Changing trends in China
By Gregers Lindvig
As previously stated, we see more developments in PCR tyres than in TBR tyres in the Chinese industry these days. It is becoming increasingly clearer to the factories that they need to do something of their own to stand out and create sustainable business for the years to come.
I have said it before: Those that fight the price wars with nothing else on the table will either empty their pockets or die. Naturally, they are under a lot of pressure to keep reducing prices. Not just from export customers, but even more so from the domestic trading companies, who want to stay alive as well – and what else can they compete on than price, as factories are developing their own skills in export and foreign customer relations. Some years back, factories thought it was convenient to have domestic trading companies dealing with their export clients, as they just wanted to focus on production and relations to their fellow Chinese. And business was easy that way, as supply was often short and competition sparse.
In recent years that has changed a lot. The factories have established their own export sales departments and have been able to employ sales staff with English language proficiency, enabling them to deal directly with foreign accounts. Earlier, the trading companies were able to get massive discounts by pooling together many customers’ demands and place large orders, but now the factories have eyed the chance to retain more profits by dealing direct.
Simultaneously, customers in all parts of the world have worked towards the same goal – to deal directly with the factories instead of filling the pockets of trading companies doing nothing but pushing papers and translating. Many have been frustrated, though, by the fact that the factories believed the trading companies added more profits than they did, with the result that many customers – especially in Europe – were not able to negotiate the same prices with the factories as they were quoted by the trading companies offering products from the very same factories. This is mainly due to the fact that they didn’t have a concept of how to negotiate in China, and in most cases also loyalty from the factory towards the trading company that brought the business from the customer in the first place.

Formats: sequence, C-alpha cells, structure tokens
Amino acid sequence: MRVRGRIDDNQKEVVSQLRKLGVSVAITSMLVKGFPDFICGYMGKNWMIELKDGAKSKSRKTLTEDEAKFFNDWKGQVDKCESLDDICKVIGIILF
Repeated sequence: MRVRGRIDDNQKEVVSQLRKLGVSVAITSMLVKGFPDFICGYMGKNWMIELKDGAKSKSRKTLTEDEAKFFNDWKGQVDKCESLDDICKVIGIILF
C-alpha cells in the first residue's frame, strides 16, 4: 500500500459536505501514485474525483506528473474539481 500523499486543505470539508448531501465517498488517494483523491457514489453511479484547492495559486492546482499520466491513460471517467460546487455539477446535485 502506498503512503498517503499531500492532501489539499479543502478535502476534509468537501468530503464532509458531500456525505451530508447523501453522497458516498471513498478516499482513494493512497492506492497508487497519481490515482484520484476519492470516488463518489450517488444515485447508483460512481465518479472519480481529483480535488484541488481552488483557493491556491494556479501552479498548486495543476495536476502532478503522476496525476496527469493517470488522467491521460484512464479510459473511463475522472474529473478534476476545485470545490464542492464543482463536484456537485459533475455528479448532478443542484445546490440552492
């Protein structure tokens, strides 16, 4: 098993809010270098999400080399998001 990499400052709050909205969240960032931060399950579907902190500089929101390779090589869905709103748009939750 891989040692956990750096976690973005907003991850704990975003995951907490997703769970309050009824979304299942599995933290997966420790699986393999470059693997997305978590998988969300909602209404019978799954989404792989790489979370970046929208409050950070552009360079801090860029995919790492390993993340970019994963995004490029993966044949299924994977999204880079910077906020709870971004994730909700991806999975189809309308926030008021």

Focus on brands
What I have heard from a few factory owners recently is that they want to focus more on their own brand(s) and decrease OEM customers. This goes against the trends of just a year ago, where many factories opened their previously tightly closed doors to OEM customers bringing just a little extra to the total output figures, as capacities increased faster than customer demands. Branding has traditionally not been a strong point for Chinese tyre manufacturers, although the focus has naturally been there to some degree for PCR, while being completely ignored on TBR. Somewhat understandable, as PCR caters to end users while TBR is a B2B product, but still interesting to see factories presenting their TBR catalogues with no mention whatsoever of their brand, only pattern designations. And when asked, they can usually come up with 3-4 domestic brands and even more for export, as this is their way of supplying more products to markets and maintaining exclusive distributors for each “brand”.
(Full Text in PTA April-May issue)